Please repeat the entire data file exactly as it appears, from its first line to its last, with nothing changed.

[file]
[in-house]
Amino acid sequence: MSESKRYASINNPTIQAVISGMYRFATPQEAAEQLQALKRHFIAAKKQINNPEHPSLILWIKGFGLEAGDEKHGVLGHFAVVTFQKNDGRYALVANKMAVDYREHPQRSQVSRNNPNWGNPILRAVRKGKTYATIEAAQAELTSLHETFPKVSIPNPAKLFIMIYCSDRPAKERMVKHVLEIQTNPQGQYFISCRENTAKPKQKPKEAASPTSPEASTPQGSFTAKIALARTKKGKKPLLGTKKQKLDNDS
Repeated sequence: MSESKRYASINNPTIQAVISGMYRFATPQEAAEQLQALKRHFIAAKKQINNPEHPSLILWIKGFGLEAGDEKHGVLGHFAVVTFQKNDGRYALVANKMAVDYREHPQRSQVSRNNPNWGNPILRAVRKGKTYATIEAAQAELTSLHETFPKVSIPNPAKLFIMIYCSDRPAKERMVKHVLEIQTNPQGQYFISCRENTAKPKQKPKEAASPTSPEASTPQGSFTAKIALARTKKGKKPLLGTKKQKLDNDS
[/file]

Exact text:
[in-house]
Amino acid sequence: MSESKRYASINNPTIQAVISGMYRFATPQEAAEQLQALKRHFIAAKKQINNPEHPSLILWIKGFGLEAGDEKHGVLGHFAVVTFQKNDGRYALVANKMAVDYREHPQRSQVSRNNPNWGNPILRAVRKGKTYATIEAAQAELTSLHETFPKVSIPNPAKLFIMIYCSDRPAKERMVKHVLEIQTNPQGQYFISCRENTAKPKQKPKEAASPTSPEASTPQGSFTAKIALARTKKGKKPLLGTKKQKLDNDS
Repeated sequence: MSESKRYASINNPTIQAVISGMYRFATPQEAAEQLQALKRHFIAAKKQINNPEHPSLILWIKGFGLEAGDEKHGVLGHFAVVTFQKNDGRYALVANKMAVDYREHPQRSQVSRNNPNWGNPILRAVRKGKTYATIEAAQAELTSLHETFPKVSIPNPAKLFIMIYCSDRPAKERMVKHVLEIQTNPQGQYFISCRENTAKPKQKPKEAASPTSPEASTPQGSFTAKIALARTKKGKKPLLGTKKQKLDNDS